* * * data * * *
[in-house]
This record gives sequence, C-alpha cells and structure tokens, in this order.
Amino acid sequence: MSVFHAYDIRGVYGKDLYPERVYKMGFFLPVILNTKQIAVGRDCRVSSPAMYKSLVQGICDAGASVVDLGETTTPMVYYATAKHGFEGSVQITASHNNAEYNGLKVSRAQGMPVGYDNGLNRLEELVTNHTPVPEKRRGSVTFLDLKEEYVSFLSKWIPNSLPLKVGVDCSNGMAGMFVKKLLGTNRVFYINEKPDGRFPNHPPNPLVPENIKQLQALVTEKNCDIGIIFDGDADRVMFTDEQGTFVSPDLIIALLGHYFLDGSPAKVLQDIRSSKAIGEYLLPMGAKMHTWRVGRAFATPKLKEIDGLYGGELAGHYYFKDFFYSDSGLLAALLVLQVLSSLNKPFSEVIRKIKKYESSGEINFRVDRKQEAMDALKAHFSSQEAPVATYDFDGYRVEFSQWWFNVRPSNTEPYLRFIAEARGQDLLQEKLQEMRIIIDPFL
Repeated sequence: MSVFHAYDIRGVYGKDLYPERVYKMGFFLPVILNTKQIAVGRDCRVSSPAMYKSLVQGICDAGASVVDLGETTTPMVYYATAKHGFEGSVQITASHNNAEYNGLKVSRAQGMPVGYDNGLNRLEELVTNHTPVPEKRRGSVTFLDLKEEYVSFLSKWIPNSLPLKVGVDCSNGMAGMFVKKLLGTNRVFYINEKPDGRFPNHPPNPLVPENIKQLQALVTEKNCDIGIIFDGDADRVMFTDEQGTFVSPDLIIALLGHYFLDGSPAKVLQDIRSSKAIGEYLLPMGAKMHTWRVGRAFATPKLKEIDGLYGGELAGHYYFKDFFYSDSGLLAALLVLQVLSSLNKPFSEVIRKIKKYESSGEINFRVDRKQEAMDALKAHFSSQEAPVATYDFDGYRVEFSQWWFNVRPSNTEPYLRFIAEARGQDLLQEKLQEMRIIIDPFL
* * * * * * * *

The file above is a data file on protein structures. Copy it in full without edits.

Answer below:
[in-house]
This record gives sequence, C-alpha cells and structure tokens, in this order.
Amino acid sequence: MSVFHAYDIRGVYGKDLYPERVYKMGFFLPVILNTKQIAVGRDCRVSSPAMYKSLVQGICDAGASVVDLGETTTPMVYYATAKHGFEGSVQITASHNNAEYNGLKVSRAQGMPVGYDNGLNRLEELVTNHTPVPEKRRGSVTFLDLKEEYVSFLSKWIPNSLPLKVGVDCSNGMAGMFVKKLLGTNRVFYINEKPDGRFPNHPPNPLVPENIKQLQALVTEKNCDIGIIFDGDADRVMFTDEQGTFVSPDLIIALLGHYFLDGSPAKVLQDIRSSKAIGEYLLPMGAKMHTWRVGRAFATPKLKEIDGLYGGELAGHYYFKDFFYSDSGLLAALLVLQVLSSLNKPFSEVIRKIKKYESSGEINFRVDRKQEAMDALKAHFSSQEAPVATYDFDGYRVEFSQWWFNVRPSNTEPYLRFIAEARGQDLLQEKLQEMRIIIDPFL
Repeated sequence: MSVFHAYDIRGVYGKDLYPERVYKMGFFLPVILNTKQIAVGRDCRVSSPAMYKSLVQGICDAGASVVDLGETTTPMVYYATAKHGFEGSVQITASHNNAEYNGLKVSRAQGMPVGYDNGLNRLEELVTNHTPVPEKRRGSVTFLDLKEEYVSFLSKWIPNSLPLKVGVDCSNGMAGMFVKKLLGTNRVFYINEKPDGRFPNHPPNPLVPENIKQLQALVTEKNCDIGIIFDGDADRVMFTDEQGTFVSPDLIIALLGHYFLDGSPAKVLQDIRSSKAIGEYLLPMGAKMHTWRVGRAFATPKLKEIDGLYGGELAGHYYFKDFFYSDSGLLAALLVLQVLSSLNKPFSEVIRKIKKYESSGEINFRVDRKQEAMDALKAHFSSQEAPVATYDFDGYRVEFSQWWFNVRPSNTEPYLRFIAEARGQDLLQEKLQEMRIIIDPFL